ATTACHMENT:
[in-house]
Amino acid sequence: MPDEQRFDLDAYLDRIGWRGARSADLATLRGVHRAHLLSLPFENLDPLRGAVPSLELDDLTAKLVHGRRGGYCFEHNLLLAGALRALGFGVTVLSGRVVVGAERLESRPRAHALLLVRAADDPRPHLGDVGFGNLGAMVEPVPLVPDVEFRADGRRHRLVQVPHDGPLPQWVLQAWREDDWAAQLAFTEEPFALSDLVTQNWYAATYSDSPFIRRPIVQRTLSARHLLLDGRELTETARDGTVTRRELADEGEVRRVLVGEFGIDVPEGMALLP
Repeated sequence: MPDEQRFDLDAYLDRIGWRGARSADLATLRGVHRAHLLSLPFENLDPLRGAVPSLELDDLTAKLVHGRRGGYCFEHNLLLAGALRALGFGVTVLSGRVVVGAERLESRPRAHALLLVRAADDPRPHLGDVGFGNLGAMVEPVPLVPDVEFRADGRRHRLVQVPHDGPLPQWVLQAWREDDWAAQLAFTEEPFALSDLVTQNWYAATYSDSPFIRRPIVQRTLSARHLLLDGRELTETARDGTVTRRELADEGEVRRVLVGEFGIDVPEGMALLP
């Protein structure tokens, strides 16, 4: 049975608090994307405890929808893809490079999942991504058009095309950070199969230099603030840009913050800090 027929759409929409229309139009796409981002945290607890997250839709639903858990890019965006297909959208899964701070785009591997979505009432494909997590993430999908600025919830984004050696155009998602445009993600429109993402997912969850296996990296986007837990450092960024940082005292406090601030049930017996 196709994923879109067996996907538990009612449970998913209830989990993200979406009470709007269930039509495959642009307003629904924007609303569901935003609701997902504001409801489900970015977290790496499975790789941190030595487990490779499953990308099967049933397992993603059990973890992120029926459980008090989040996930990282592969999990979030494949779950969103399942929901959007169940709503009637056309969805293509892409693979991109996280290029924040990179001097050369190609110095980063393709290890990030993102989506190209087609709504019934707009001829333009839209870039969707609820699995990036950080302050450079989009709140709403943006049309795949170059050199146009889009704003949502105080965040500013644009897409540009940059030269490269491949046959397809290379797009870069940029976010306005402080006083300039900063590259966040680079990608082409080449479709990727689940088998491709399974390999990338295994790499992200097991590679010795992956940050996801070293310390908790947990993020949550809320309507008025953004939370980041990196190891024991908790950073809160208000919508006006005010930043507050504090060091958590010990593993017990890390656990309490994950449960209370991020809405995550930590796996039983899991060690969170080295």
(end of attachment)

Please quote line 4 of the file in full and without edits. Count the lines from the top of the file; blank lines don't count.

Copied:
């Protein structure tokens, strides 16, 4: 049975608090994307405890929808893809490079999942991504058009095309950070199969230099603030840009913050800090 027929759409929409229309139009796409981002945290607890997250839709639903858990890019965006297909959208899964701070785009591997979505009432494909997590993430999908600025919830984004050696155009998602445009993600429109993402997912969850296996990296986007837990450092960024940082005292406090601030049930017996 196709994923879109067996996907538990009612449970998913209830989990993200979406009470709007269930039509495959642009307003629904924007609303569901935003609701997902504001409801489900970015977290790496499975790789941190030595487990490779499953990308099967049933397992993603059990973890992120029926459980008090989040996930990282592969999990979030494949779950969103399942929901959007169940709503009637056309969805293509892409693979991109996280290029924040990179001097050369190609110095980063393709290890990030993102989506190209087609709504019934707009001829333009839209870039969707609820699995990036950080302050450079989009709140709403943006049309795949170059050199146009889009704003949502105080965040500013644009897409540009940059030269490269491949046959397809290379797009870069940029976010306005402080006083300039900063590259966040680079990608082409080449479709990727689940088998491709399974390999990338295994790499992200097991590679010795992956940050996801070293310390908790947990993020949550809320309507008025953004939370980041990196190891024991908790950073809160208000919508006006005010930043507050504090060091958590010990593993017990890390656990309490994950449960209370991020809405995550930590796996039983899991060690969170080295």